‘I think Treasurys at these rates, I wouldn’t touch them with a 10-foot pole.’
Jamie Dimon, chairman and CEO of JPMorgan Chase & Co.
is seeing bubbles in a certain segment of financial markets: U.S. government bonds.
On Tuesday, speaking at a financial services conference hosted by Goldman Sachs
the prominent Wall Street chieftain shunned Treasurys as an investment, at least in the near term, saying he “would not be a buyer” of government bonds — considered super safe by traditional investors.
Dimon’s stance is because of the ultralow interest-rate regime prevailing throughout the globe, including subzero rates, to the tune of some $17 trillion.
Bond prices rise as yields falls.
The 10-year Treasury note
has been attempting to scale toward a yield of 1% but has been beaten back persistently, as investors pile into sovereign debt spurred by a host of worries that have dogged markets, including the recession-inducing COVID-19 pandemic and the trillions of dollars in deficit-ballooning spending deployed to limit the global economic damage.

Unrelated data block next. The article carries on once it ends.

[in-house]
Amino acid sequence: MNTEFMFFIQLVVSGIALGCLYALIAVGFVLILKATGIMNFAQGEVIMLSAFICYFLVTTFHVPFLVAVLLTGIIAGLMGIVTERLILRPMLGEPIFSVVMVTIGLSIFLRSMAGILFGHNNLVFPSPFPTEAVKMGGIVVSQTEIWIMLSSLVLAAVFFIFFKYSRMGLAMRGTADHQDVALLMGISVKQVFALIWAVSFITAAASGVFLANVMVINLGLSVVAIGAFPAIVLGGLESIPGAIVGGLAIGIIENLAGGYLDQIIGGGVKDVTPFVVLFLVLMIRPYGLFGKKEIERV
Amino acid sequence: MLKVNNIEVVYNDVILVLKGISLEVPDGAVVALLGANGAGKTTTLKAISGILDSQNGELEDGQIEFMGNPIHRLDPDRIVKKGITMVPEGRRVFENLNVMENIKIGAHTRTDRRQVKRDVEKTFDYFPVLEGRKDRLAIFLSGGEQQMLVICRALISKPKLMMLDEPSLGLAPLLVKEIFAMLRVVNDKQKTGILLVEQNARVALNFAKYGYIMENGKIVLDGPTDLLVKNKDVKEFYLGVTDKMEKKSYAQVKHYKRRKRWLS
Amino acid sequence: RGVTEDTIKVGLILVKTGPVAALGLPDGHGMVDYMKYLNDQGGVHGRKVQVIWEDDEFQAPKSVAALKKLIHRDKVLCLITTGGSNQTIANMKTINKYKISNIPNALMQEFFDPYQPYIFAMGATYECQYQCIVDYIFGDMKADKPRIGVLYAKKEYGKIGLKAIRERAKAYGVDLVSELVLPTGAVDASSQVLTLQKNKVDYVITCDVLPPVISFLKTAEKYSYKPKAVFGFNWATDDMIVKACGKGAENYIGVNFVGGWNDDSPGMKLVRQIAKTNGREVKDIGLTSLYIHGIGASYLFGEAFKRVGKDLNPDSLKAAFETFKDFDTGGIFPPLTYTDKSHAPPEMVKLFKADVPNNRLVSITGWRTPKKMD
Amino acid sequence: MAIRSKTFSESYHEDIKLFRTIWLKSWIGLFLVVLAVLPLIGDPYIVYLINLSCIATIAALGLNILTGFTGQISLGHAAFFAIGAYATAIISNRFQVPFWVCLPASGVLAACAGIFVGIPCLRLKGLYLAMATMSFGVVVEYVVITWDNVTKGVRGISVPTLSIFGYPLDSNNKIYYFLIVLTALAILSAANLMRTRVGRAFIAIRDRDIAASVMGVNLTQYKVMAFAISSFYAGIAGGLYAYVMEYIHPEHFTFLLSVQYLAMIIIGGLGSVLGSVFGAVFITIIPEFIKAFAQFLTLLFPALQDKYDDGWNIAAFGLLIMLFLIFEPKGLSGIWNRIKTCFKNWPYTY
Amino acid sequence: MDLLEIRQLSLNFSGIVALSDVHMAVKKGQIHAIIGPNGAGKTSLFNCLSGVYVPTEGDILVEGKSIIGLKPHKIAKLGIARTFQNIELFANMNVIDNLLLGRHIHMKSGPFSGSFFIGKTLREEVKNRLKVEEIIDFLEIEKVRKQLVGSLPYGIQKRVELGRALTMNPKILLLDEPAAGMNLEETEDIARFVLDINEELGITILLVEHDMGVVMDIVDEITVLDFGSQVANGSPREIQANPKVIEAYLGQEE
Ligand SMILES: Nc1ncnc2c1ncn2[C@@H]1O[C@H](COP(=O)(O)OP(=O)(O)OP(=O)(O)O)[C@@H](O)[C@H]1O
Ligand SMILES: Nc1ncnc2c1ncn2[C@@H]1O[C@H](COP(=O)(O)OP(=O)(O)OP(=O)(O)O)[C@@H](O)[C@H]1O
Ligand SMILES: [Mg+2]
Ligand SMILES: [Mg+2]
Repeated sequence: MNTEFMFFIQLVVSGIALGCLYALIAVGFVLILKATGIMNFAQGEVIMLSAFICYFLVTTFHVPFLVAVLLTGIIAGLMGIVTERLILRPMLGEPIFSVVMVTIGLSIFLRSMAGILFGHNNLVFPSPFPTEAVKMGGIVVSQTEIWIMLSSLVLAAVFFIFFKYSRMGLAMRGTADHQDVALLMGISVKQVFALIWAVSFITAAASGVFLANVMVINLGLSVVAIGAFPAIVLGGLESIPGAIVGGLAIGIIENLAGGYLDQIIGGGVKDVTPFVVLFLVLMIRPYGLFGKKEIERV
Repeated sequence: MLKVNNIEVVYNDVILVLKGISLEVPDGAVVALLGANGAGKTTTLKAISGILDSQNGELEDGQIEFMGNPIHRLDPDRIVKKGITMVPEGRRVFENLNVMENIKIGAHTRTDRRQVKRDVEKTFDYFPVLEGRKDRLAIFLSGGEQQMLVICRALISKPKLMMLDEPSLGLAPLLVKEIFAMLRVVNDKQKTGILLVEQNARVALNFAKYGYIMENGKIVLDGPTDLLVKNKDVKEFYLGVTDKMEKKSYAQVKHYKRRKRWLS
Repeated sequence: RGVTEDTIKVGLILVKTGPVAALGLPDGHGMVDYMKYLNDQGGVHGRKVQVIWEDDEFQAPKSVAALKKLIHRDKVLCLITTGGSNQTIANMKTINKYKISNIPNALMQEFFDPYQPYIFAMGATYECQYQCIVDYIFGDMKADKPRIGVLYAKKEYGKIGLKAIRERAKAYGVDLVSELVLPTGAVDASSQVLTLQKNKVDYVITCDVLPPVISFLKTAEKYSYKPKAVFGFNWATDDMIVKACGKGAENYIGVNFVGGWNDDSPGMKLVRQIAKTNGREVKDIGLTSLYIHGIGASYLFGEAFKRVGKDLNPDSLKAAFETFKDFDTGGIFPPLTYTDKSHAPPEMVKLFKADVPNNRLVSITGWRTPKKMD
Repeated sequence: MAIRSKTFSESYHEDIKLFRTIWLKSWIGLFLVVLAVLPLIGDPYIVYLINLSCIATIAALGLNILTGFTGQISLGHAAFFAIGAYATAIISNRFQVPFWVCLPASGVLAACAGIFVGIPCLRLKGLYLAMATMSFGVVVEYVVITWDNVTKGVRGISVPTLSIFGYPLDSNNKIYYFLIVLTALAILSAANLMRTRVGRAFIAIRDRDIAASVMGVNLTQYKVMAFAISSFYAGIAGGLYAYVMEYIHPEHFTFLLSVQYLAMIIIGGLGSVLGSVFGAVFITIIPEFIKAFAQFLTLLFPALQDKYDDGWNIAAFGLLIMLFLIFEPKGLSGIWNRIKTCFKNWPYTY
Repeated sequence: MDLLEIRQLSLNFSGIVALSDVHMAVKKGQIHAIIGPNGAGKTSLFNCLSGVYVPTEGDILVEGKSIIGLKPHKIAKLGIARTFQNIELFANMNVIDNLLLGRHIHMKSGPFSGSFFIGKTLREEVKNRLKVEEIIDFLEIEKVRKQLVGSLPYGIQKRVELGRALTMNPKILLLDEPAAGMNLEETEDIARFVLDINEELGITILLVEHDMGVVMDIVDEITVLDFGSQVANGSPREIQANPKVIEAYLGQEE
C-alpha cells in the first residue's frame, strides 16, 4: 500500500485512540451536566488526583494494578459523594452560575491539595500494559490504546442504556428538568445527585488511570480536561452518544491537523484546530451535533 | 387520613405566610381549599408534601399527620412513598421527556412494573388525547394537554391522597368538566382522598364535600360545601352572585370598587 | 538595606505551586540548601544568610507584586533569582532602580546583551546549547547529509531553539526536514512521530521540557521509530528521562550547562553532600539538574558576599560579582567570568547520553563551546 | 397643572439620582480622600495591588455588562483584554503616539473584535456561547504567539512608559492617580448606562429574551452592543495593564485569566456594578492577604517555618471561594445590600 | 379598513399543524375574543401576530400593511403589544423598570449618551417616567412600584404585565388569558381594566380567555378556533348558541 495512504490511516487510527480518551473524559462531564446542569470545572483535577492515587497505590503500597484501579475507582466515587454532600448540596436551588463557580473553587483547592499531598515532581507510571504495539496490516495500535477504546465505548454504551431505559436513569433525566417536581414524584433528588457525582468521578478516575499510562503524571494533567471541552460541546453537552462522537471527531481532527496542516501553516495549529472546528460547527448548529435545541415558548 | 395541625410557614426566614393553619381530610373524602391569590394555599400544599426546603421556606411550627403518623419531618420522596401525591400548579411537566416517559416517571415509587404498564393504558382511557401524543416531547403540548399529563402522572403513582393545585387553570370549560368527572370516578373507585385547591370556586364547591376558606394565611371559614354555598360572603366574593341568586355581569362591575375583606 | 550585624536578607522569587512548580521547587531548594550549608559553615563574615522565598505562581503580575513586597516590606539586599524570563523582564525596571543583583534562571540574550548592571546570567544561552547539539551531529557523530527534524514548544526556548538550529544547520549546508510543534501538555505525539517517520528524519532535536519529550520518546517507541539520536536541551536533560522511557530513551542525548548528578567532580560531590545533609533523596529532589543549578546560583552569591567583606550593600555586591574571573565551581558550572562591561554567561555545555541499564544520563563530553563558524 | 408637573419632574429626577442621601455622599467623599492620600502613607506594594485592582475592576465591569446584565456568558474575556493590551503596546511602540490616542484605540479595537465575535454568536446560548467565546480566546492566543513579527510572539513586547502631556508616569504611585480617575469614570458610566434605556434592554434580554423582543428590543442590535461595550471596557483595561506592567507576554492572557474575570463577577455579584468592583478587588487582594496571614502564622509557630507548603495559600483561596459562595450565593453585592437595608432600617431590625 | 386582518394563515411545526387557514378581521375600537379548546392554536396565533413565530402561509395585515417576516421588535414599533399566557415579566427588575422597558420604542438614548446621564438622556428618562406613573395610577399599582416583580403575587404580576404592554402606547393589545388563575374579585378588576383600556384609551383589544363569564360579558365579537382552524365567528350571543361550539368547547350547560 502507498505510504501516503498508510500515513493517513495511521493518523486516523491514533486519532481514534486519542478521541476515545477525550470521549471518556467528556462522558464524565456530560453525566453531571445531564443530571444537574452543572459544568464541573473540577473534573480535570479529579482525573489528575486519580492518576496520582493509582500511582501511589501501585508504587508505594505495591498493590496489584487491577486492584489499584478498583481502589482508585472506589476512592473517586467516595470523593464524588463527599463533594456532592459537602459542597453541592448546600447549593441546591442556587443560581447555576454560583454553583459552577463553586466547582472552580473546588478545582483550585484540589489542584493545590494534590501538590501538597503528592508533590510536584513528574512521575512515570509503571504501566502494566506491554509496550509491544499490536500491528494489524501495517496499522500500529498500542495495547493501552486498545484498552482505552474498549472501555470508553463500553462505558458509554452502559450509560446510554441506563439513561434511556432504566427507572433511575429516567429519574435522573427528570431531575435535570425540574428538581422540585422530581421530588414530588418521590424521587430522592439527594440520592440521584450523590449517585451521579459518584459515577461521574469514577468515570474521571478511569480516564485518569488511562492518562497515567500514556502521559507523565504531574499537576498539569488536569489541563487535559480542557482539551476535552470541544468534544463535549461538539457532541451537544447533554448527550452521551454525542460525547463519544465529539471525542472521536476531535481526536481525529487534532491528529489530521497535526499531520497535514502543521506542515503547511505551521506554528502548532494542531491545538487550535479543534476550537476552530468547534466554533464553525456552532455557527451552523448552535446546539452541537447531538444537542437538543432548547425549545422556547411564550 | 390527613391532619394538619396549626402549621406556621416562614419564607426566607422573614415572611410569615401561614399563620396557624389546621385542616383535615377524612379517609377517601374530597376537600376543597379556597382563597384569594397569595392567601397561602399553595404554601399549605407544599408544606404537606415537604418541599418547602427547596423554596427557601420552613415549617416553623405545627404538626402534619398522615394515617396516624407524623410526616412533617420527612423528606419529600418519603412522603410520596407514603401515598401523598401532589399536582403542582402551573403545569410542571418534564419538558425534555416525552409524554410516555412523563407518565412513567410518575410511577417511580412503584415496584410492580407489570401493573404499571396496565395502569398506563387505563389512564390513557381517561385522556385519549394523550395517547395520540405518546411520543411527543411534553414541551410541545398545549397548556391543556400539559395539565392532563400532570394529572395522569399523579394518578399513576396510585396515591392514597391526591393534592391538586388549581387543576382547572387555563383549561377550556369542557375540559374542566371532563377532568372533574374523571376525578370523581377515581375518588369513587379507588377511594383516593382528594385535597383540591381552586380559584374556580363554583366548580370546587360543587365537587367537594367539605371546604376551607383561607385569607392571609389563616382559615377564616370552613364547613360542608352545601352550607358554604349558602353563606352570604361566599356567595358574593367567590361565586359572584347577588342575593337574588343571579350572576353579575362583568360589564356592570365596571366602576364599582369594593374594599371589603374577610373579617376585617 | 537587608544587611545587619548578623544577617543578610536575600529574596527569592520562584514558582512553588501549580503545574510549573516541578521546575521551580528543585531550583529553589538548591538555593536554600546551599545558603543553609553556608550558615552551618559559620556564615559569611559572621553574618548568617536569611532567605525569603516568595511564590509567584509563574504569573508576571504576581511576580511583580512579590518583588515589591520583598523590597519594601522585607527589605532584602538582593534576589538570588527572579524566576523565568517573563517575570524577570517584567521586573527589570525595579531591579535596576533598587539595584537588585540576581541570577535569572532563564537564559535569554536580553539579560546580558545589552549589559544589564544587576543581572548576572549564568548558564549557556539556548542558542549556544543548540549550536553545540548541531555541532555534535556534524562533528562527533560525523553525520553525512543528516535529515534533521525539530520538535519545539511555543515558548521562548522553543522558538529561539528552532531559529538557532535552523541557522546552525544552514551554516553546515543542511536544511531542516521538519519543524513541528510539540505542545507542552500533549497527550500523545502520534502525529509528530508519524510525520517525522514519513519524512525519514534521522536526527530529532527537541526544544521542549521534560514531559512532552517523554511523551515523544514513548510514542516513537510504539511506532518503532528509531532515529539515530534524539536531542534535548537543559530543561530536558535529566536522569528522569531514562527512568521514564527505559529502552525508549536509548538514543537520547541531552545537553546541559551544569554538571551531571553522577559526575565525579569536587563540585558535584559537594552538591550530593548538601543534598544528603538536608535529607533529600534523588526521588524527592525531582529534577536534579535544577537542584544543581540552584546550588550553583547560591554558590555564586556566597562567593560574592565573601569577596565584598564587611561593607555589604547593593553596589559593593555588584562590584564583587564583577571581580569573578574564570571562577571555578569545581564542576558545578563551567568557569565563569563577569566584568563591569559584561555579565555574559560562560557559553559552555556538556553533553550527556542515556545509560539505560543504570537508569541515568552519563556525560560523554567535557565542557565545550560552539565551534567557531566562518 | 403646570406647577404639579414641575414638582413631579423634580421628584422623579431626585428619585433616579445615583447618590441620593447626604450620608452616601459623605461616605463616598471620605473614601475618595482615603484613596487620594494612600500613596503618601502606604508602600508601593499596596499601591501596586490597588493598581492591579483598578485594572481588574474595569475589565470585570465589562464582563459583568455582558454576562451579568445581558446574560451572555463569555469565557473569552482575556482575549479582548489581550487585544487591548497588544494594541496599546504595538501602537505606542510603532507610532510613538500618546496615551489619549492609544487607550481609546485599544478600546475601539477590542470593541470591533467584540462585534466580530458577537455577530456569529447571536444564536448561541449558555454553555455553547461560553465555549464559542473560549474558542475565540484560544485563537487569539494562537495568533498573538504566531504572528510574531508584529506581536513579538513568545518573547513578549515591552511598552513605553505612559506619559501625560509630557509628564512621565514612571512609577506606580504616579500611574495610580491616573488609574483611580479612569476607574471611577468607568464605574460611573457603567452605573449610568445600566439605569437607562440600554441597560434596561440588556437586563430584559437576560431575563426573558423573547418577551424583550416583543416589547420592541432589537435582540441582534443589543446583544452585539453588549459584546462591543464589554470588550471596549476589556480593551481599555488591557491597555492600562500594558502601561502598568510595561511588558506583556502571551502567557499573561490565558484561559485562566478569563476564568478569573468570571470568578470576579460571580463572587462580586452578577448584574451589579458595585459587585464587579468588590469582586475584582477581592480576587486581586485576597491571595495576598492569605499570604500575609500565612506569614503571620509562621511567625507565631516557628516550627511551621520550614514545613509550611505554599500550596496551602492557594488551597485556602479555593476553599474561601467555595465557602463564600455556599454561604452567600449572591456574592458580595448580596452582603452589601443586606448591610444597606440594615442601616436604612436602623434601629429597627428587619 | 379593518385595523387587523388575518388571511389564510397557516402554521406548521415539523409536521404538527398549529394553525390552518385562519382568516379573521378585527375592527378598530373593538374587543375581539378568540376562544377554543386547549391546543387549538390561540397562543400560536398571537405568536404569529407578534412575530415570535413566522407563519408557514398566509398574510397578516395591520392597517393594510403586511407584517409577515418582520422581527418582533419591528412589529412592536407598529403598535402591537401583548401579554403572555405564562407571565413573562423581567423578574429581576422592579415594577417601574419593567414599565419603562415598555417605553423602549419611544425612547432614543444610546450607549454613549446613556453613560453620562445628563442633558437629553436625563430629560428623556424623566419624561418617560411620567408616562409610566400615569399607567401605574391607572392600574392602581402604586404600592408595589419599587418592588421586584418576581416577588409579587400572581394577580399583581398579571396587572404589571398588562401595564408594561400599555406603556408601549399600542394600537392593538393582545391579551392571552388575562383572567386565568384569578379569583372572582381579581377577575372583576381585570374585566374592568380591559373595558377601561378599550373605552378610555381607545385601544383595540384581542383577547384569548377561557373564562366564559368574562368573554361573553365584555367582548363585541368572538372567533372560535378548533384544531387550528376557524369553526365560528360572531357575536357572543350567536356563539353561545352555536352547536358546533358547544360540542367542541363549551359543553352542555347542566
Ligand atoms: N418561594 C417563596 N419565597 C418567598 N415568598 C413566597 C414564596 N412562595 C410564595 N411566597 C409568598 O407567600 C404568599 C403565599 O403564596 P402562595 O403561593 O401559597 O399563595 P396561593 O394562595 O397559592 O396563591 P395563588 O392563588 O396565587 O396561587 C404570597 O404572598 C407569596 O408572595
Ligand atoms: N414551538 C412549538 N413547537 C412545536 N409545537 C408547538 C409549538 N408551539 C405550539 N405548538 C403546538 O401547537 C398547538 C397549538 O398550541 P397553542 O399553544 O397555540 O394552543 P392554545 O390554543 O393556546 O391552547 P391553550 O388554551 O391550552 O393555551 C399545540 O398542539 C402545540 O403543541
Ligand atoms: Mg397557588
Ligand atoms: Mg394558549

Equity markets across the globe have rebounded mightily from their lows in March, but bonds remain richly priced by some measures, holding yields at uncharacteristically low levels despite the rally in stocks.
The S&P 500 index
closed at its 30th record high of 2020 on Tuesday, and the Nasdaq Composite Index
delivered its 50th record high this year, as the Dow Jones Industrial Average
notched the second-highest finish in its history.
Still, Treasurys remain pinned lower for the time being, even as worries about a surge in inflation are surfacing.
″There may be a bubble in small parts of the stock market, not all of it,” Dimon said.